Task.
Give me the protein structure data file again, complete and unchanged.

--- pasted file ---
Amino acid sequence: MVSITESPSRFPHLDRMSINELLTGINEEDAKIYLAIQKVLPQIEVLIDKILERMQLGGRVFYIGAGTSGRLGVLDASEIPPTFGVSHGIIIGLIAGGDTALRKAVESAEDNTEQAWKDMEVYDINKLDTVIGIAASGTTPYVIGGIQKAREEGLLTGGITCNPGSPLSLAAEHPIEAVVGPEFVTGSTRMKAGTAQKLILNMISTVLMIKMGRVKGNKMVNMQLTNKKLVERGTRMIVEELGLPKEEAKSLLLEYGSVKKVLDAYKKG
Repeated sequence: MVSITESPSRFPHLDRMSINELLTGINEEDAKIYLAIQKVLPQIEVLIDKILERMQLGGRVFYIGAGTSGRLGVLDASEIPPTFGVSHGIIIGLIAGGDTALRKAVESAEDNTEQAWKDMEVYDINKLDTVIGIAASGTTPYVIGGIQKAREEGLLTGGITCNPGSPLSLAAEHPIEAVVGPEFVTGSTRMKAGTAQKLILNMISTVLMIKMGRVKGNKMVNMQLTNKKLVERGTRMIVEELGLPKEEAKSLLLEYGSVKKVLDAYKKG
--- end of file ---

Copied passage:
Amino acid sequence: MVSITESPSRFPHLDRMSINELLTGINEEDAKIYLAIQKVLPQIEVLIDKILERMQLGGRVFYIGAGTSGRLGVLDASEIPPTFGVSHGIIIGLIAGGDTALRKAVESAEDNTEQAWKDMEVYDINKLDTVIGIAASGTTPYVIGGIQKAREEGLLTGGITCNPGSPLSLAAEHPIEAVVGPEFVTGSTRMKAGTAQKLILNMISTVLMIKMGRVKGNKMVNMQLTNKKLVERGTRMIVEELGLPKEEAKSLLLEYGSVKKVLDAYKKG
Repeated sequence: MVSITESPSRFPHLDRMSINELLTGINEEDAKIYLAIQKVLPQIEVLIDKILERMQLGGRVFYIGAGTSGRLGVLDASEIPPTFGVSHGIIIGLIAGGDTALRKAVESAEDNTEQAWKDMEVYDINKLDTVIGIAASGTTPYVIGGIQKAREEGLLTGGITCNPGSPLSLAAEHPIEAVVGPEFVTGSTRMKAGTAQKLILNMISTVLMIKMGRVKGNKMVNMQLTNKKLVERGTRMIVEELGLPKEEAKSLLLEYGSVKKVLDAYKKG